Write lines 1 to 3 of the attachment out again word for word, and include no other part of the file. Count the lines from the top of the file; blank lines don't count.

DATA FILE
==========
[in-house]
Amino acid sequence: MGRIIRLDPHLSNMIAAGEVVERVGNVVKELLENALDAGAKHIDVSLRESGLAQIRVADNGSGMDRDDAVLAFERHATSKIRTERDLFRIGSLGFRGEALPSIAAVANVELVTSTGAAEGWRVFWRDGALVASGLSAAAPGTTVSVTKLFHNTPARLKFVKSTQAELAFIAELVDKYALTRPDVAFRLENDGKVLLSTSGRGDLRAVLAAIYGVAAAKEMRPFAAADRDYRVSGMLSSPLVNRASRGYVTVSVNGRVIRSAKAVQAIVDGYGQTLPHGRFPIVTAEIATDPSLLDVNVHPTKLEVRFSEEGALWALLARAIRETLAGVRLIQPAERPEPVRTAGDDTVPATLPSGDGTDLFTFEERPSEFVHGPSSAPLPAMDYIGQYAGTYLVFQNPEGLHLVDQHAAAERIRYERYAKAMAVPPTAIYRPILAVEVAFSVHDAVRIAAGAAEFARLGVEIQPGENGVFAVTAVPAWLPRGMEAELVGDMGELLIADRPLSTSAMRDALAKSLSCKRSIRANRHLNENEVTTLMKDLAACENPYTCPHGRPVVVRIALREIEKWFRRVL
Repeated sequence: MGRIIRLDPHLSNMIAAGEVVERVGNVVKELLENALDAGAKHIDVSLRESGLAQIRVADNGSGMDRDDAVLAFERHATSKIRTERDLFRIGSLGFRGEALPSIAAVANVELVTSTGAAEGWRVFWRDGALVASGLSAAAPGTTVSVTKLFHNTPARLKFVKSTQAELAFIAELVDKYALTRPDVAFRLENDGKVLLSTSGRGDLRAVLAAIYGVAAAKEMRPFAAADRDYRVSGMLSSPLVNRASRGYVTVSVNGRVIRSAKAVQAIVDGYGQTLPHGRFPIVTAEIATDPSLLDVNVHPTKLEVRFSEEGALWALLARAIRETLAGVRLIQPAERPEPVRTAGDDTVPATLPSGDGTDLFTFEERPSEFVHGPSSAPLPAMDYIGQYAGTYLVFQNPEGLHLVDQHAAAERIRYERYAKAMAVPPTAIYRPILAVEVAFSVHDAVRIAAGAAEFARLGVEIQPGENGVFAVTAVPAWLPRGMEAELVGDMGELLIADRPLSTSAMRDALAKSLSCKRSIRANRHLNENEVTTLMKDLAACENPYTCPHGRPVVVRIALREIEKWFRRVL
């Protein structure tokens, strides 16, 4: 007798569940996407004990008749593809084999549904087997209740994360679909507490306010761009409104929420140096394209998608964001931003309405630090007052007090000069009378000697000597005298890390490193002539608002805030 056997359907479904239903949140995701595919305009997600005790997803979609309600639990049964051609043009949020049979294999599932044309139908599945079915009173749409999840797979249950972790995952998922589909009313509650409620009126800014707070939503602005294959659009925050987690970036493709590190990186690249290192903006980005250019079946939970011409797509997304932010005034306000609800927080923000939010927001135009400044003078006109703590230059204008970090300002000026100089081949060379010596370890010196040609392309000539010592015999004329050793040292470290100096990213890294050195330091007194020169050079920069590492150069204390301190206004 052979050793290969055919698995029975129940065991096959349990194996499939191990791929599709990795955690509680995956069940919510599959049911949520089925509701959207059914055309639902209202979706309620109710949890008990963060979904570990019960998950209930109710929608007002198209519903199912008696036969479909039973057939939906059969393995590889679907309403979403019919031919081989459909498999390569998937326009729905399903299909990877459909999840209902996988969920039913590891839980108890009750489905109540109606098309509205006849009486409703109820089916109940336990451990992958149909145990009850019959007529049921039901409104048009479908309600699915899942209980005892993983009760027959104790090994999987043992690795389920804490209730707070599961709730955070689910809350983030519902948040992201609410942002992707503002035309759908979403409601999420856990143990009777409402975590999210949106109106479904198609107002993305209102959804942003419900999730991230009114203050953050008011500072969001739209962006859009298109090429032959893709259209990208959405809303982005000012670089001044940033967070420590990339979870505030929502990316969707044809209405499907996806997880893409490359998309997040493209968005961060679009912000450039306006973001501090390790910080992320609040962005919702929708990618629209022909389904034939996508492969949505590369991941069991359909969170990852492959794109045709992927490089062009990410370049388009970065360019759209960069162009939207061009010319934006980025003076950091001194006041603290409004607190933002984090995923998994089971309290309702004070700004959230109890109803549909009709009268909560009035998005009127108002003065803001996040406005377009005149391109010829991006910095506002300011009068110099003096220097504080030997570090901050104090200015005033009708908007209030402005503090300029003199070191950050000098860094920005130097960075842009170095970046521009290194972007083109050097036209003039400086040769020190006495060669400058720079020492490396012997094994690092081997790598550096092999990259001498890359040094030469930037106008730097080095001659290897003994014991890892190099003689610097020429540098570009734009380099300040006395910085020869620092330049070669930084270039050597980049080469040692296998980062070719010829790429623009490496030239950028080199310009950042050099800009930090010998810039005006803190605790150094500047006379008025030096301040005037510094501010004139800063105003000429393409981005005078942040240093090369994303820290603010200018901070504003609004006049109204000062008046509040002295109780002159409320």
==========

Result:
[in-house]
Amino acid sequence: MGRIIRLDPHLSNMIAAGEVVERVGNVVKELLENALDAGAKHIDVSLRESGLAQIRVADNGSGMDRDDAVLAFERHATSKIRTERDLFRIGSLGFRGEALPSIAAVANVELVTSTGAAEGWRVFWRDGALVASGLSAAAPGTTVSVTKLFHNTPARLKFVKSTQAELAFIAELVDKYALTRPDVAFRLENDGKVLLSTSGRGDLRAVLAAIYGVAAAKEMRPFAAADRDYRVSGMLSSPLVNRASRGYVTVSVNGRVIRSAKAVQAIVDGYGQTLPHGRFPIVTAEIATDPSLLDVNVHPTKLEVRFSEEGALWALLARAIRETLAGVRLIQPAERPEPVRTAGDDTVPATLPSGDGTDLFTFEERPSEFVHGPSSAPLPAMDYIGQYAGTYLVFQNPEGLHLVDQHAAAERIRYERYAKAMAVPPTAIYRPILAVEVAFSVHDAVRIAAGAAEFARLGVEIQPGENGVFAVTAVPAWLPRGMEAELVGDMGELLIADRPLSTSAMRDALAKSLSCKRSIRANRHLNENEVTTLMKDLAACENPYTCPHGRPVVVRIALREIEKWFRRVL
Repeated sequence: MGRIIRLDPHLSNMIAAGEVVERVGNVVKELLENALDAGAKHIDVSLRESGLAQIRVADNGSGMDRDDAVLAFERHATSKIRTERDLFRIGSLGFRGEALPSIAAVANVELVTSTGAAEGWRVFWRDGALVASGLSAAAPGTTVSVTKLFHNTPARLKFVKSTQAELAFIAELVDKYALTRPDVAFRLENDGKVLLSTSGRGDLRAVLAAIYGVAAAKEMRPFAAADRDYRVSGMLSSPLVNRASRGYVTVSVNGRVIRSAKAVQAIVDGYGQTLPHGRFPIVTAEIATDPSLLDVNVHPTKLEVRFSEEGALWALLARAIRETLAGVRLIQPAERPEPVRTAGDDTVPATLPSGDGTDLFTFEERPSEFVHGPSSAPLPAMDYIGQYAGTYLVFQNPEGLHLVDQHAAAERIRYERYAKAMAVPPTAIYRPILAVEVAFSVHDAVRIAAGAAEFARLGVEIQPGENGVFAVTAVPAWLPRGMEAELVGDMGELLIADRPLSTSAMRDALAKSLSCKRSIRANRHLNENEVTTLMKDLAACENPYTCPHGRPVVVRIALREIEKWFRRVL